The number of people presenting as homeless in the North is calculated through the Department’s figures of the population presenting as homeless to the Housing Executive (HE). A homelessness ‘presenter’ is a household that has applied to undergo a homelessness assessment by the Housing Executive. Furthermore, the number of people included within each individual ‘household’ that presents as homeless is undetermined.

From 2023 to 2024, 16,943 households presented as homeless, of which 62 per cent were accepted as full duty applicants (10,518 households). Full duty applicant status is granted to a household presenting as homeless. When a household is granted FDA status, the HE has an obligation to ensure that accommodation becomes available.

Of those accepted as full duty applicants, 34.4 per cent were families and 29.9 per cent were single males. The age cohort that recorded the highest frequency of homelessness was the 26-59 single males and single female’s bracket.

Despite the total number of households presenting as homeless experiencing a steady decline from 2017 to 2020, figures have consistently increased every year since.

In 2021/22, the total number of people presenting as homeless was 15,758. This represents a 7 per cent increase in comparison to 2023/2024, and directly correlates with the onset of the Covid-19 pandemic.

Furthermore, the total number of people receiving FDA status has increased between 2022/23 and 2023/24, with total acceptances of 8,388 and 10,518 respectively. This equates to a 20 per cent increase in applicants receiving FDA status in a single year.

Complying with a recent Freedom of Information request, Housing Executive figures indicate that the total number of people, rather than simply households, who have been awarded FDA status equates to 55,500 people as of 31 December 2023.

As referenced above, the all-island poll commissioned by Simon Communities of Ireland and Simon Community NI estimates that there are a further 25,000 people who are currently experiencing hidden homelessness in the North.

In addition, the most recent figures published the HE on rough sleepers in the North indicate that a total of 33 people were estimated to be rough sleeping, 26 of whom were counted in Belfast. This represents a 30 per cent increase from the 2021 figure of 23.


Responding to a Housing Ireland Magazine request, the Department of Housing, Local Government and Heritage stated: “Supporting those experiencing homelessness remains a priority for the Government. It continues to work closely with the local authorities and their NGO service delivery partners to support households to exit homelessness into a tenancy, including tenancies in local authority and AHB properties or in the private rental market supported by HAP…But ultimately it is the supply of housing and accommodation – social, affordable and private – that remains the ultimate solution to addressing the challenge in the longer term.”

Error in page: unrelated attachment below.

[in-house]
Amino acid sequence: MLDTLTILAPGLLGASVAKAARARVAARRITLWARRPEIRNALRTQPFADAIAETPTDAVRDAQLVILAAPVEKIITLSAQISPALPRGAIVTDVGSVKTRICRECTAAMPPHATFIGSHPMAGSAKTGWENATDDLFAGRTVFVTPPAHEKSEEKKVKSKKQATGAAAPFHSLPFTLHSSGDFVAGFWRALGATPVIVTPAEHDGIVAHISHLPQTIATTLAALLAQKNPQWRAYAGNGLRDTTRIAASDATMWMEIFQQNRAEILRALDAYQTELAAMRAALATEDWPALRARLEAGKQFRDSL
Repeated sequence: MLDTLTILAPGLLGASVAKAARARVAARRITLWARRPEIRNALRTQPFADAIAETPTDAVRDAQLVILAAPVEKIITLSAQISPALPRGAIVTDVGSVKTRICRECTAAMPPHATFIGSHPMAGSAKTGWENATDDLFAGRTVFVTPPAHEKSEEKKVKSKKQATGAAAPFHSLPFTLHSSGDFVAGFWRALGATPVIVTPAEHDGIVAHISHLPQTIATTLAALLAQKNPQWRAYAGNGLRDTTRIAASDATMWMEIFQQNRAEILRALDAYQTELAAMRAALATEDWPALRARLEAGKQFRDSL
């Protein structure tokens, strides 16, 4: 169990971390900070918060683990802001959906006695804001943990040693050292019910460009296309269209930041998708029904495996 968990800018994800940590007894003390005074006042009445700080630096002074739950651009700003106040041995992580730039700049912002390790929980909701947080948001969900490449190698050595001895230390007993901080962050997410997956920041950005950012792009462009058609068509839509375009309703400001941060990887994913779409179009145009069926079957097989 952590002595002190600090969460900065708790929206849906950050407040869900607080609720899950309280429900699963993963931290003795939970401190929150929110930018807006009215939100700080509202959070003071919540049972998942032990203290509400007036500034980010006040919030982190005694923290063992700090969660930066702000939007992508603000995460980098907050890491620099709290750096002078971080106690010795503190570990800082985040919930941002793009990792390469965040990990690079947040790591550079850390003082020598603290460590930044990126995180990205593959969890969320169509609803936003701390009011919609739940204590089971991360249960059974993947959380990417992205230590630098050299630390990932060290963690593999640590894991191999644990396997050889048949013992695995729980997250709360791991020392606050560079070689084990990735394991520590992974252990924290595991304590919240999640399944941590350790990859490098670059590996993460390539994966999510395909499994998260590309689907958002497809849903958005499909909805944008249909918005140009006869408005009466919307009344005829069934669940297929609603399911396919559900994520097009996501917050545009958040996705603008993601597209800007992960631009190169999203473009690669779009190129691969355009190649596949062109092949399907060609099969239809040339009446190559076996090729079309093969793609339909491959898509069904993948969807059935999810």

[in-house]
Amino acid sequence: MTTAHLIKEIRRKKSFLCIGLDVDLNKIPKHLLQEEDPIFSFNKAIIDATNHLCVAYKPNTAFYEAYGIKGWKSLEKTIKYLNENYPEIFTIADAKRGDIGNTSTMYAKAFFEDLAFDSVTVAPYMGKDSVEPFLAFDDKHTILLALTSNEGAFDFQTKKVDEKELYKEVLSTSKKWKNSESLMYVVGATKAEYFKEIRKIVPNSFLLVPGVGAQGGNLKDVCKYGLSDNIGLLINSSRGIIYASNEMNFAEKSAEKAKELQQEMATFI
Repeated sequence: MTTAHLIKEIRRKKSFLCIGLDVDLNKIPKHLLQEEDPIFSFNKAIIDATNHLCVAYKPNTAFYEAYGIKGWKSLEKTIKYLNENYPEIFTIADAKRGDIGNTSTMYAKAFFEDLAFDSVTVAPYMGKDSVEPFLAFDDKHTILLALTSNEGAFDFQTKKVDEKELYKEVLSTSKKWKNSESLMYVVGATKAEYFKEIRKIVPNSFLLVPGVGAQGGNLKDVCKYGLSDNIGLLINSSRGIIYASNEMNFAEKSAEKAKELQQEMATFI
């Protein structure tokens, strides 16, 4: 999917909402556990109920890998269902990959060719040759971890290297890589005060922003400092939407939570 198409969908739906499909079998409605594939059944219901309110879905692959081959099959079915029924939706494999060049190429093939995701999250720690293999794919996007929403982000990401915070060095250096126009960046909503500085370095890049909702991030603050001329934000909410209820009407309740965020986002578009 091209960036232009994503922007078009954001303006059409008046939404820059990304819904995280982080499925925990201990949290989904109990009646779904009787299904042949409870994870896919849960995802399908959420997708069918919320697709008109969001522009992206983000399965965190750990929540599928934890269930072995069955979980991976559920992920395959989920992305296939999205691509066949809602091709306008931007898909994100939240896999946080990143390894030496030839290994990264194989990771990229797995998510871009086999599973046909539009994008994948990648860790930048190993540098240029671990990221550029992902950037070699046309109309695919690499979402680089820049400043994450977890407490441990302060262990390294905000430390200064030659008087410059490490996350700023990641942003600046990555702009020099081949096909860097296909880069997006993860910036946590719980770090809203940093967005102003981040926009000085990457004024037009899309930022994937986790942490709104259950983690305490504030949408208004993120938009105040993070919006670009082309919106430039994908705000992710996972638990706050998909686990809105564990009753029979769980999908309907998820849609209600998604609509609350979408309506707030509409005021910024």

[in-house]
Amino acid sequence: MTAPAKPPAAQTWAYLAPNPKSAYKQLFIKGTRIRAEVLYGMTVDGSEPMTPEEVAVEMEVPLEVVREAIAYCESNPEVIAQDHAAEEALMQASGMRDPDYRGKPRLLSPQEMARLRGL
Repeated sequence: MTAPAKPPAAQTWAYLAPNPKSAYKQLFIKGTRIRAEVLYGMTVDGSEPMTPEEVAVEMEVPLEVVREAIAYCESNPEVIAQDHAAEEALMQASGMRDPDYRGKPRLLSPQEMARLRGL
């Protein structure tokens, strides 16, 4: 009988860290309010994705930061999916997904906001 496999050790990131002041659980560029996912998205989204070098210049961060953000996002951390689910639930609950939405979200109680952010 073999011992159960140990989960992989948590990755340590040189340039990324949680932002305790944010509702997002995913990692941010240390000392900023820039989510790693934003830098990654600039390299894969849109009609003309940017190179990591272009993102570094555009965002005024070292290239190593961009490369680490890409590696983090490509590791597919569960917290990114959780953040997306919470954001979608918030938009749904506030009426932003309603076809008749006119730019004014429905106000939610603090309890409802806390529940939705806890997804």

The Department for Communities had no further comment to make on the statistics, deferring instead to the HE.

Grainia Long, Chief Executive of the Housing Executive said: “The rise in demand for social housing and increased numbers of individuals and families who are homeless is unprecedented and is an unfortunate trend occurring across these islands.

“The solution lies in the provision of more new social homes… supply is falling well short of current demand. The publication of the Department for Communities draft Housing Supply Strategy is an important statement of intent which would help address many of the challenges across the housing sector and we look forward to playing our role especially in the delivery of more social homes.”

Wayne Stanley, Executive Director of the Simon Communities of Ireland, said: “It’s disheartening to see that in 2024, we still have not gotten ahead of this crisis. We have known for all those years that the solution is to increase the supply of social housing. We need government to do more to provide support and protection to these individuals and families and prevent homelessness before it starts.”